Deliverance, John Boorman’s cinematic interpretation of James Dickey’s novel set in the Appalachians, introduced a banjo tradition that was as rustic as it was rebellious. It wasn’t folk music and it certainly wasn’t country and western, or country and folk. It was something different. It was called bluegrass.
It was also the beginning of a realisation among Americans that their world was being manufactured. These days they call it cinematic licence. The banjo-playing boy in the film could not play the banjo, he merely played an ersatz role. The banjo was played by a musician called Mike Addis and the tune was called Feudin’ Banjos, written in 1955 by a guitar player called Arthur Smith.
When Smith heard his music on the film he demanded compensation and royalties and recognition. The film company offered $15,000. Smith sued and got a settlement plus the royalties from what was now called Duellin’ Banjos but he never got the recognition.
Other musicians, fearing that their rustic music would also be colonised, became smart overnight. They demanded their rights and royalties. So when musicians like Mike Nesmith (best-known for his role in the television series The Monkees) watched as singer Linda Ronstadt, in her Stone Poneys days, recorded his song Different Drum, he never feared he would not get royalties when she became even more famous than him.
• (Clockwise) Steve Earle, Lucinda Williams, Iris Dement and Jim White
Madison marketing men
The marketing men of Madison Avenue, especially those who got involved with the film and music industries, had a different attitude. It was all about image and money. At the beginning, Americana became a device to sell America. Then it became something else – the “colonisation” of culture.
The good musicians associated with Americana in the early noughties were unconventional. They were people like . . .
Texan Steve Earle – “I want what’s over that rainbow, I wanna get out of here someday” – who wrote about elicit whiskey, fearless hearts, hard women, lost highways and working life;
Milwaukeean Jim White – “I wonder, baby why don’t you cry?” – who wrote about despair, disaffection and disillusion, apathy and irony;
Louisianan Lucinda Williams – “You drink hard liquor, you come on strong, you lose your temper, someone looks at you wrong” – who wrote about life and longing, and the ghosts of the Deep South;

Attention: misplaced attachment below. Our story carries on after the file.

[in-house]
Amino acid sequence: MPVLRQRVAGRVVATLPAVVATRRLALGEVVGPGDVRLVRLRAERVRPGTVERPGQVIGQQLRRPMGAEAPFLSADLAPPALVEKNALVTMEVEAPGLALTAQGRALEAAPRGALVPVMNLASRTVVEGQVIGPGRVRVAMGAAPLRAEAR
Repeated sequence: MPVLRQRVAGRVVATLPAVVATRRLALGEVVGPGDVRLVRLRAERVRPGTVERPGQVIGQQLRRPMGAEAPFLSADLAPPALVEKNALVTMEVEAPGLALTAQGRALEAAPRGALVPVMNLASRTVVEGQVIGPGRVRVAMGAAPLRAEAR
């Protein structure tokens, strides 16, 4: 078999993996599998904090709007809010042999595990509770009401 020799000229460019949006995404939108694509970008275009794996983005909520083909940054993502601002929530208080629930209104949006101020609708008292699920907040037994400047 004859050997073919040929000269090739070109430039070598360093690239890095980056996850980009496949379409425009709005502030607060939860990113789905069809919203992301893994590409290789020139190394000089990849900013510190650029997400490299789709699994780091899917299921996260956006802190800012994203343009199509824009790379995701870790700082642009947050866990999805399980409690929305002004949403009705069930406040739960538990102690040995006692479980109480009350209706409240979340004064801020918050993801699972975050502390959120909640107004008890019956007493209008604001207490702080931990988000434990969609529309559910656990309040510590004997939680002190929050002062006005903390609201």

Missourian Iris Dement – “We call ourselves the advanced civilisation but that sounds like crap to me, and it feels like I am living in the wasteland of the free” – who wrote about truth and reality, people and place.
This was real life, an antidote to the genre that was being misappropriated by copywriters, creative directors and compliant journalists.
Much of the rest of what was themed Americana was mediocre. Nesmith said it: “You and I travel to the beat of a different drum.”
And if Jim White could see the irony two decades ago, Steve Earle can hardly miss it now.
Galway Girl was mocked by the teenagers of Galway and Mayo when it filtered into the public consciousness in the mid-noughties. Used to the rustic sarcasm of The Saw Doctors, the girls (who knew what it was really like to be a Galway girl) rewrote the lyrics. They seemed to be saying, ‘Feck ya, here’s our reality!’
It was obvious, back in the 1960s, when the ‘hidden persuaders’ on Madison Avenue started to manipulate minds, that it would only be a matter of time before everything creative would be used to sell ‘objects of desire’.
• Sharon Shannon
Canadian Marshall McLuhan coined the phrase “the medium is the message” and predicted that one day we would all live in a “global village” designed for one purpose.
The ancient Romans used “bread and circuses” to manipulate the people; today the modern Americans use music, media and technology, which they control with an iron fist.
What does Leo Hallissey think?
When Steve Earle was roaming the pubs of Galway City, Hallissey wondered about the impact.
“When you pick up the phone you hear a mid-American accent, that disembodied speech. They’d be better off putting tape recorders on us. Those dehumanising aspects of so-called progressive Ireland, the shapers and makers. I don’t like that slick marketing. It makes me uneasy. It also devalues slower, deeper, older kinds of things.”
Sounds about right.
Now the Americans are back, attracted to the West because one of their own wrote a song that became a global hit. Sadly that is not going to happen to songs about dreamers, revolutionaries, the faithfully departed . . . and bogmen!